May 19, 2014

Book Review: Flags Through the Ages and Across the World (Whitney Smith)

I've recently acquired the monumental Flags Through the Ages and Across the World (1975), by Whitney Smith, Ph.D. considered the founder of the "vexillology" (by the way, this word was created by him), the study of flags. It has more than 350 pages, 2257 artwork pieces made exclusively to the book, , featuring the masterpieces by Franz Coray, and many selected deluxe illustrations and photographs.

It's certainly among the best vexillology books ever written, and, although out-of-date and with minor errors, it's worth any money you can invest on it. The books excels both as a guide to vexillology and as a reference book.

This book is divided in some sections, and I'll describe them one by one.

Introduction (pages 7-31). Contains a brief introduction to the vexillology, and a very complete glossary of terms related to flags and heraldry.

Flags Through the Ages (pages 32-203). For its historiographic valor, the highlight of the book. This section tells the history of the flags since its ancestors ("vexilloids") from five millenia ago until the current usage, including sub-sections related to some historically relevant flags (like the standards of Charlemagne and Joan of Arc), the evolution of flag etiquette, the usage in many contexts (religious, military, naval, etc.) and timelines to some of most famous national flags.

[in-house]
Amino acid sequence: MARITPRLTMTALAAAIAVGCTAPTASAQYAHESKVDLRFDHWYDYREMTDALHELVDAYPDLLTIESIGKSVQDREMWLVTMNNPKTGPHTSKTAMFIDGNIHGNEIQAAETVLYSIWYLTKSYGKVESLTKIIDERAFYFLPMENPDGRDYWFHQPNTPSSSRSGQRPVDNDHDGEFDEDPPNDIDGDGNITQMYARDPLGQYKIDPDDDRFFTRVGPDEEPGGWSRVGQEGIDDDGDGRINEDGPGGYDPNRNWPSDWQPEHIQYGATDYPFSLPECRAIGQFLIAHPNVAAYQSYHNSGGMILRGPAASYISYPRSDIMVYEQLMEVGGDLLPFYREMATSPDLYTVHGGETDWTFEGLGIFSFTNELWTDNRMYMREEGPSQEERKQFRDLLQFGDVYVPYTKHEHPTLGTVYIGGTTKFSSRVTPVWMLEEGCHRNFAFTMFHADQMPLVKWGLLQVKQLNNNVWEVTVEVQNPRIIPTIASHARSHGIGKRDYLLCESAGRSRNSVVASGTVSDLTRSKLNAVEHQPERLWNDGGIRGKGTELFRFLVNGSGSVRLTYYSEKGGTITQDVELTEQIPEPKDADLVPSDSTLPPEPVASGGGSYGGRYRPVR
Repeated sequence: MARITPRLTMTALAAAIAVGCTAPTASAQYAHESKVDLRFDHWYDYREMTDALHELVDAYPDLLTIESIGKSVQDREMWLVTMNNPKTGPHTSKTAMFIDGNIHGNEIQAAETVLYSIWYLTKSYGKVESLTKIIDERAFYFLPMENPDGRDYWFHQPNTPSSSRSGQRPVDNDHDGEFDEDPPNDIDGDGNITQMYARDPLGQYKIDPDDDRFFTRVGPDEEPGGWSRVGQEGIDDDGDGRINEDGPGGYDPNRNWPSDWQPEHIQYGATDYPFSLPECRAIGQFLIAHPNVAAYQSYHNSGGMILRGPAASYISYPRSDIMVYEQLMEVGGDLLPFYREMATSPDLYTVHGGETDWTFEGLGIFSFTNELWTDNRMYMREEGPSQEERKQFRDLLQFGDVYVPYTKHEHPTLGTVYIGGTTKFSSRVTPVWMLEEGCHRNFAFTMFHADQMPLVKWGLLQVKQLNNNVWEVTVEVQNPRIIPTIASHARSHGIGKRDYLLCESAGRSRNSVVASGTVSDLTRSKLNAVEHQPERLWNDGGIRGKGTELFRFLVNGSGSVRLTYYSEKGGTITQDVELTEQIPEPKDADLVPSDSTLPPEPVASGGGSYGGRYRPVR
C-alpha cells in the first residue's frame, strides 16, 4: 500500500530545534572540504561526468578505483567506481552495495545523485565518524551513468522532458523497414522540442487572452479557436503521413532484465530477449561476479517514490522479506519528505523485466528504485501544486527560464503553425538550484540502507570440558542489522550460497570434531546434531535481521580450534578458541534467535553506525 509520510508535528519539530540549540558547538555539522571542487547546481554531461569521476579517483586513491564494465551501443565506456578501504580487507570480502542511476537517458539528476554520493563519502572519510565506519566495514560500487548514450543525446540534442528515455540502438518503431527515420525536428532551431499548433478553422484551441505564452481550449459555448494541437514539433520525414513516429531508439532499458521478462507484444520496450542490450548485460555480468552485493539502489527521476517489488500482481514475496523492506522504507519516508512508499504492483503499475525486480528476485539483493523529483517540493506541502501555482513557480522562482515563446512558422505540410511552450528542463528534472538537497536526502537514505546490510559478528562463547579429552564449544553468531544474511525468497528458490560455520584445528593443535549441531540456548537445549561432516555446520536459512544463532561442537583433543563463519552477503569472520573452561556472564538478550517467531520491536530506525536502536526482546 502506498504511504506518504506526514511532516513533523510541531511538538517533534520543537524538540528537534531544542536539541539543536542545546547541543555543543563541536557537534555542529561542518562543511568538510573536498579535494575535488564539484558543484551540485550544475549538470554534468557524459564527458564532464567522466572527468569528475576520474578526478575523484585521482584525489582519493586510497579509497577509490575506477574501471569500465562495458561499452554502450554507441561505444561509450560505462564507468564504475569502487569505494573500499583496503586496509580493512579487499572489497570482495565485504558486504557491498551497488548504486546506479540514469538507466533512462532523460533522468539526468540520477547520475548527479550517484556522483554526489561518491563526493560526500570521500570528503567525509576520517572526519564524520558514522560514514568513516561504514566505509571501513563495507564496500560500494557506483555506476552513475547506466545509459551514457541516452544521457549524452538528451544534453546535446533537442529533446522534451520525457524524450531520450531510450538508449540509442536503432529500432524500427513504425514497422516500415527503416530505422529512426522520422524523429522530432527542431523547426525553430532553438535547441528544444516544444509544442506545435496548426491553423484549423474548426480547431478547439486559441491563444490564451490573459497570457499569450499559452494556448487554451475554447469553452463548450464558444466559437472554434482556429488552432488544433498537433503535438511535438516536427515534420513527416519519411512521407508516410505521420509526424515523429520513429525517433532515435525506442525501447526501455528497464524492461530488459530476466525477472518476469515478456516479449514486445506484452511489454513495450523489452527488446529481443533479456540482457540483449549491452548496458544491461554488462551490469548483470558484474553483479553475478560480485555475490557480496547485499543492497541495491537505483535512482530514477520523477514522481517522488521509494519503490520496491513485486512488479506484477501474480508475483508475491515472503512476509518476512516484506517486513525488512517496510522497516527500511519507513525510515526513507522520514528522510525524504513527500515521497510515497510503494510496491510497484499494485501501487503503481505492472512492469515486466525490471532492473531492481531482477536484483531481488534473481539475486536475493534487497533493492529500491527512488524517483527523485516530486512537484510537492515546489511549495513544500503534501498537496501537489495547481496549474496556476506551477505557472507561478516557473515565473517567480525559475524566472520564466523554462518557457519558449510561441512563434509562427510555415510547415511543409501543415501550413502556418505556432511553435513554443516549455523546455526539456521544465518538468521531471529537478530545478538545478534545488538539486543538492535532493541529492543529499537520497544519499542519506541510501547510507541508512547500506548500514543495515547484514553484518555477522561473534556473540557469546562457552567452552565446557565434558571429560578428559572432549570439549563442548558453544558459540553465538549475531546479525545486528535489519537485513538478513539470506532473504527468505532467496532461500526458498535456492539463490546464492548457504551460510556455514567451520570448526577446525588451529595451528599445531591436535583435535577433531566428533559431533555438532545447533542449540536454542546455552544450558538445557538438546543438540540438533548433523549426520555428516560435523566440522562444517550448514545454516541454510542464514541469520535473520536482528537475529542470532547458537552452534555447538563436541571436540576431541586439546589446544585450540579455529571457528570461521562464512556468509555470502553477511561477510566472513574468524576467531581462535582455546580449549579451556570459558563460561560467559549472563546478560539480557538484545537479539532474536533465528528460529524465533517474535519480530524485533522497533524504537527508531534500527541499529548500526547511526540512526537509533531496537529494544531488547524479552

Flags Accross the World (pages 204-303). Describes and explains the flags and coats of arms of all independent nations (and some subnational entities, when relevant) at the time of book conclusion. In the course of time, many of them became obsolete, but this section is yet a relevant text for reference. The section contains appendixes about international flags (like the United Nations and Red Cross) and flags of some ethnic and cultural minorities.

Symbols (pages 304-348). In a very original and intuitive layout, the section cites many flags with common symbols (geometric shapes, animals, plants, etc.) and patterns (the crescent and star, for example).

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